2014 OZONE SEASON ENDS WITH ZERO AIR QUALITY DAYS
DECEMBER 9, 2014
MORPC announces for the first time in 20 years that Central Ohio had zero ozone alert days during ozone season. The Air Quality Index (AQI), which identifies health effects from higher levels of pollutants in the air, did not exceed 100 AQI or Unhealthy for Sensitive Groups for Delaware, Knox, Fairfield, Franklin, Licking and Madison counties.
While the official ozone season in Central Ohio is from April 1 to October 31, ground-level ozone levels often ramp up in June when temperatures begin to climb and sunlight is more prevalent. However, when forecasts were reviewed, weather conditions typically associated with higher ozone levels predicted High-Moderate AQI levels for ozone. But the actual AQI levels were lower resulting in zero air quality alerts. The improvement in air quality this ozone season can be attributed to a reduction in pollution emissions and decreased temperatures in July and August as analyzed by MORPC’s air quality forecasting firm Sonoma Technology, Inc.
Federal regulatory programs, combined with local efforts, contribute to overall emission reductions. MORPC is proud to work in collaboration with local governments, organizations and businesses toward actions leading to better air quality. MORPC’s Take Five for Clean Air campaign encourages and recognizes businesses and local governments that pledge five or more actions to conserve energy and reduce mobile emissions. This businesses and local governments that have taken the pledge include:
- Accurate IT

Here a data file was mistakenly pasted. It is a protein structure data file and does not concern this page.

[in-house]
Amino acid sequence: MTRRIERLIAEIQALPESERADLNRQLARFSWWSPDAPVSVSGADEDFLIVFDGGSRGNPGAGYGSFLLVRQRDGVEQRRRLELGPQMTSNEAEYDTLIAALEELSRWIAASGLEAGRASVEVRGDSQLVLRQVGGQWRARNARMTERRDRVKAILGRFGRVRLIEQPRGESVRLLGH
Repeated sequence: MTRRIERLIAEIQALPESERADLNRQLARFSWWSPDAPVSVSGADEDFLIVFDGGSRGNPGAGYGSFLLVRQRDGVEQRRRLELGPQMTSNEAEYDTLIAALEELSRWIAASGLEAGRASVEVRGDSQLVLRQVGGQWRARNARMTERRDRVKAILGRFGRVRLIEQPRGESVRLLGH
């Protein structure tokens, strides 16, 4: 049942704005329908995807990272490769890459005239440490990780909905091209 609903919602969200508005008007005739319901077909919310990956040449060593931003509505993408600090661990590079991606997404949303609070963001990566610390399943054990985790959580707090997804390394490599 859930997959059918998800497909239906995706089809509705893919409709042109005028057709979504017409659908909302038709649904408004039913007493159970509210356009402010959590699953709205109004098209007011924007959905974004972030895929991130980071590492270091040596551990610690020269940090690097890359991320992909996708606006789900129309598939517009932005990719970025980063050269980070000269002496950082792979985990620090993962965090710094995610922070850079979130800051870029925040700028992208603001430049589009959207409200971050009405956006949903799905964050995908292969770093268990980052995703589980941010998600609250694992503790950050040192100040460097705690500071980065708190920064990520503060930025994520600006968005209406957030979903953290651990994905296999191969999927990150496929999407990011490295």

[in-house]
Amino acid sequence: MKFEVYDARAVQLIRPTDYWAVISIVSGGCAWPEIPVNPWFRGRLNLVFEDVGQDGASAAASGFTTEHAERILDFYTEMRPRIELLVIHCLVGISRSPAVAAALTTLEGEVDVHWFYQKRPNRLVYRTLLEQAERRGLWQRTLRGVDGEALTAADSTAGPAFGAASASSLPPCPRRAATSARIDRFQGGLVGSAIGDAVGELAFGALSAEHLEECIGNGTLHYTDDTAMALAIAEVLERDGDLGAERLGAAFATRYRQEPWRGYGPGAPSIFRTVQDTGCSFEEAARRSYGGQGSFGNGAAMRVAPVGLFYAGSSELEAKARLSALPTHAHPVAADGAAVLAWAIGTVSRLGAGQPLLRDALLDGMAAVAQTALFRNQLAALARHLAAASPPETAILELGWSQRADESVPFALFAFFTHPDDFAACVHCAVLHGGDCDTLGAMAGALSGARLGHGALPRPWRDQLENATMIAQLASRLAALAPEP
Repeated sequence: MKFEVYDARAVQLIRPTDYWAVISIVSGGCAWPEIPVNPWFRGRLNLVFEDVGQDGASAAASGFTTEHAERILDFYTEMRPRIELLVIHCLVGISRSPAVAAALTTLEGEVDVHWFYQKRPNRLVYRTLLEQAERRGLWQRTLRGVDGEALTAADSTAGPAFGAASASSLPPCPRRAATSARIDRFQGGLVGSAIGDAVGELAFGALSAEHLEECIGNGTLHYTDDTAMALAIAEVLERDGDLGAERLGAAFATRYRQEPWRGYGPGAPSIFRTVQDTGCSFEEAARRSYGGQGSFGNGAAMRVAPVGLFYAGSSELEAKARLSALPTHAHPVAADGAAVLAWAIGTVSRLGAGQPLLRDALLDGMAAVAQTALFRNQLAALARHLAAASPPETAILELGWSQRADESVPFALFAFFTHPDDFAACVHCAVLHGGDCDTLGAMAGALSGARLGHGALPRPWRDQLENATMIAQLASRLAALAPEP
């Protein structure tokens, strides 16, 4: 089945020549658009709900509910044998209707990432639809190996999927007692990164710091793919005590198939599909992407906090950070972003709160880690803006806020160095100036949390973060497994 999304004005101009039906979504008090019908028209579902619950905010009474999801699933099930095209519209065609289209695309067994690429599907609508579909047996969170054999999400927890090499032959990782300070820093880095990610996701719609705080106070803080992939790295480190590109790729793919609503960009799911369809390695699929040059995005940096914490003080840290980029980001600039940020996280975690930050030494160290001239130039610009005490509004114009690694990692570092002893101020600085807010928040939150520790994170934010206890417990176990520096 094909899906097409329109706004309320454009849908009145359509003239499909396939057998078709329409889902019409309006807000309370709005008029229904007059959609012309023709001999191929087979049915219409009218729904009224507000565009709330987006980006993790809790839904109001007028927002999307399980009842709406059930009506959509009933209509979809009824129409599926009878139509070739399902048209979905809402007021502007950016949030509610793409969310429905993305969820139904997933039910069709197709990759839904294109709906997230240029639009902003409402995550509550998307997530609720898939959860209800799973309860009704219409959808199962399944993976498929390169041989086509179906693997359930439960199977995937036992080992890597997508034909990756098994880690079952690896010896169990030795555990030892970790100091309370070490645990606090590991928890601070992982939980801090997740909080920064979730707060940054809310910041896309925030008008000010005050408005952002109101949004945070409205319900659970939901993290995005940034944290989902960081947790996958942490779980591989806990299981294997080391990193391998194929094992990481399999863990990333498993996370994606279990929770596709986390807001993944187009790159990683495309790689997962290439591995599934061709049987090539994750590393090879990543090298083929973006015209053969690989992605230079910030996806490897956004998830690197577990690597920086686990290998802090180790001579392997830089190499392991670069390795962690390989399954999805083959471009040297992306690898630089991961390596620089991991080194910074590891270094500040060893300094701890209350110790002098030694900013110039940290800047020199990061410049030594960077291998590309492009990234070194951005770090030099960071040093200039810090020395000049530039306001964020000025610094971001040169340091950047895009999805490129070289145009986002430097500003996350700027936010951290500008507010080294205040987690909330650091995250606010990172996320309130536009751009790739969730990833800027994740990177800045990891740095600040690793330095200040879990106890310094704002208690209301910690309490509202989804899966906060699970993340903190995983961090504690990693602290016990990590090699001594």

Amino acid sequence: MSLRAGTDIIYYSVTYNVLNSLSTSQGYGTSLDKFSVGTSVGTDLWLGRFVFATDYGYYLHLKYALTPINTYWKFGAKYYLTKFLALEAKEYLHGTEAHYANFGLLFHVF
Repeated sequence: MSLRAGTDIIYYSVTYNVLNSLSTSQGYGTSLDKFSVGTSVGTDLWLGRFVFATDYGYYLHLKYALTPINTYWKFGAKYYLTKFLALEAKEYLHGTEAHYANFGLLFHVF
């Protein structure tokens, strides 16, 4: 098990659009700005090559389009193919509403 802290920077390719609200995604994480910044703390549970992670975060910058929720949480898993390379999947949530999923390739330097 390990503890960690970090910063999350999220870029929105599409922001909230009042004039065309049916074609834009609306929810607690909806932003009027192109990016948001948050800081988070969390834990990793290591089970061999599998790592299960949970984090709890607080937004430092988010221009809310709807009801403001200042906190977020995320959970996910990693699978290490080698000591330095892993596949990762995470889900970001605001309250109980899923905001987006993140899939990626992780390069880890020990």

- Blendon Township (Franklin County)
- City of Bexley
- City of Columbus
- City of Gahanna
- City of Hilliard
- City of New Albany
- City of Upper Arlington
- City of Whitehall
- Columbus Zoo and Aquarium
- Franklin County Commissioners
- Franklin County Public Facilities Management
- Genoa Township (Delaware County)
- Jeni's Splendid Ice Creams
- Metro Parks
- Ohio Chapter Sierra Club
- Ohio Environmental Council
- Solid Waste Authority of Central Ohio (SWACO)
Voluntary commitments through Take Five include distributing Air Quality Alerts to staff, developing vehicle policies that reduce emissions, offering employees resources and/or incentives to encourage commuting by bus, bicycle or carpool.
Despite improvements, the region remains in nonattainment for the 2008 8-hour ozone standard. The US EPA recently proposed a tighter ozone standard and public comments will be considered before finalizing the rule by October 2015. Nonattainment can result in federal penalties, including loss of highway funds, and can impact businesses that want to locate or expand an air pollution source in that area.
For more information on MORPC’s Take Five for Clean Air campaign or to view the Central Ohio Air Quality Summary, visit airquality.morpc.org.